Five Reasons for Dreamers in 2017

Less than a month till funding bills must make their way through Congress in order to keep the government open. Easily the best vehicle we have for Dreamer legislation.

But the contours of an agreement are getting murky as House and Senate working groups put forward enforcement heavy proposals that slow the momentum.

So, five reasons why it is important Congress get a deal done this year:

  1. The youth vote. Yes, the suburbs of Northern Virginia are not the suburbs of, say, Houston. But the youth turnout (18–29) in Virginia increased 8 points since 2013 to 34%, doubling 2009’s turnout. Given how deeply Dreamer legislation resonates among young Americans, holding up a win could be a win-win for Republicans. Or as Governor Kasich said on CNN’s SOTU, “The millennials and the Gen X’ers are going to equal the baby boomers in 2018. … [they are] totally up for grabs.”
  2. The GOP primaries. Safe to say that Steve Bannon and his ilk are ready to double down — even if Democrats only need to pickup 24 seats to take back the House. Here’s the thing. The Cook Political Report counts 61 Republican districts as “competitive.” Most all of these districts are well-off and well-educated. And a good number of them are fairly diverse. Nearly two dozen House Republicans see the handwriting on the wall: they recently held a press conference calling on Speaker Ryan to move Dreamer legislation by the end of the year.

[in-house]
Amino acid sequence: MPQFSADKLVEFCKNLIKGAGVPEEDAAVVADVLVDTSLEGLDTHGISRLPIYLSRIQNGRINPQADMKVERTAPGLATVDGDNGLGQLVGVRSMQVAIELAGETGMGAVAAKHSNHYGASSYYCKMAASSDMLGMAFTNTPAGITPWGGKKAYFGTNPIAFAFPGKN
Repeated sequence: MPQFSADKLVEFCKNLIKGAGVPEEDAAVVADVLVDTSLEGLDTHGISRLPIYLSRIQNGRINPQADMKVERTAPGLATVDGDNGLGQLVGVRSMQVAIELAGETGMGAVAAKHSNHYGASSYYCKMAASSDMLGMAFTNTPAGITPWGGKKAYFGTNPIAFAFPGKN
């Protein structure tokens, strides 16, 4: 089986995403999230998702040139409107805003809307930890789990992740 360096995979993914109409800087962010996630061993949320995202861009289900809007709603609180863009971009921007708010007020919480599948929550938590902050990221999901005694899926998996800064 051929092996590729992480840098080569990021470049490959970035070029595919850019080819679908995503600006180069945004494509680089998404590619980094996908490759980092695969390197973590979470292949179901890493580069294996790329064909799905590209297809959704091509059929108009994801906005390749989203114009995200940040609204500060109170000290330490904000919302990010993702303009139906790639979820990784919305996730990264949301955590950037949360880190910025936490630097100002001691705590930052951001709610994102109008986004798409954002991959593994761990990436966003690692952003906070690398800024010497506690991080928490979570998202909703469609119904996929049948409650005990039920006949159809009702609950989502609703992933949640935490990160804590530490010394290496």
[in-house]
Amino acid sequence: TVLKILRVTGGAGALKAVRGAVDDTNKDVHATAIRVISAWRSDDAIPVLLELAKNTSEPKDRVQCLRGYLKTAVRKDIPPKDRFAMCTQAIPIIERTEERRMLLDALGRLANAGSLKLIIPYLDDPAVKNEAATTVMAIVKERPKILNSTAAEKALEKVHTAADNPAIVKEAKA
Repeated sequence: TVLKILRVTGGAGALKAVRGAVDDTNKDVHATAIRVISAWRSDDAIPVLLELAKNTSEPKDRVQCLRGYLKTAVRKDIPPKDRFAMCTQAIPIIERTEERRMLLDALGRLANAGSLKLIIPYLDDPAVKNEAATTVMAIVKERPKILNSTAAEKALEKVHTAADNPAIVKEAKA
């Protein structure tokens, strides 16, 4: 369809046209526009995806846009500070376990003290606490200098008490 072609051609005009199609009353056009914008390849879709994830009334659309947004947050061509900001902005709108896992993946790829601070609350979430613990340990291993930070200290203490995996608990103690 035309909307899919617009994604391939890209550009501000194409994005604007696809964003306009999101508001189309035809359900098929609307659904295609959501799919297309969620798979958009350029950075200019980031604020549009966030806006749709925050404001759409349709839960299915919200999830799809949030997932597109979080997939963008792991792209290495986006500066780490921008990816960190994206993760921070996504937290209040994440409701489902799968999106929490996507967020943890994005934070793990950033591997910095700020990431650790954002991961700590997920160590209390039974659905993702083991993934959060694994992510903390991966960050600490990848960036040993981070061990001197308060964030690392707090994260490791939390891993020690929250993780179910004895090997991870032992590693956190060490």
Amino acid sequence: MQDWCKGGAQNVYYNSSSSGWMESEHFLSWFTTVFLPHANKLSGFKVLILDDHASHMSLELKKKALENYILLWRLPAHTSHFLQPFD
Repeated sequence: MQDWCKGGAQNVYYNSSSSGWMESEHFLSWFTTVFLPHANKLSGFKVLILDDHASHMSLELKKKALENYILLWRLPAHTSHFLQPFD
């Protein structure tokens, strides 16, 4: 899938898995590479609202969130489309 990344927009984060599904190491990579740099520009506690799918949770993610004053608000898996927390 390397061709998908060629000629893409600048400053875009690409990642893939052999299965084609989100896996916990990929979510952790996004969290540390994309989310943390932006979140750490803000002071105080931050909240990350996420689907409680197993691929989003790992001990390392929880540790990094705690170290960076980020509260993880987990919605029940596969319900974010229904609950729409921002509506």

3. Voters got your back. Rest well, dear Republicans, there is broad support for a legislative solution. Fox News pegged support at 83% in September; veterans (Robert Gates and others), law enforcement (Houston and Cedar Rapids), evangelicals, and business leaders are all loudly advocating for a solution. Stop looking a gift horse in the mouth. (They bite.)
  4. Implementation takes time. We partnered with the Niskanen Center to release an infographic making the case it could take a minimum of 7 months to setup and implement a law. With 1,000 people a day losing DACA protections starting on March 5, 2018, that would be 210,000 people. The clock is ticking.
  5. Old and white, versus young and brown. Go back to the avalanche of news after Trump decided to sunset DACA. To his base, he looked great. To the rest of the country, he looked cruel. In the face of the backlash, Trump quickly said he would consider extending the program. Congressional Republicans, just as they take on primary opponents chosen by Bannon, will find themselves in a similar (but sharper) corner should they wait till February/March to find a legislative solution. This is not a narrative that leads to good things. The pressure will only increase.

Most importantly, Dreamer legislation is a small slice of the raft of immigration challenges ahead. Temporary Protected Status, agricultural workers, and many other issues remain unresolved. Getting something “easy” done will go a long way to building a little confidence in the system.

But this isn’t going to be easy.


PS. Last week, we released a new report, For the Love of Country: New Americans in our Armed Forces. I wrote in the Waco Tribune-Herald, “To keep America secure in a dangerous world, immigrants ready and willing to enlist are needed more than ever.”

President and CEO of National Immigration Forum, author of “Crossing Borders” (April 2022, Rowman & Littlefield), host of the podcast, Only in America.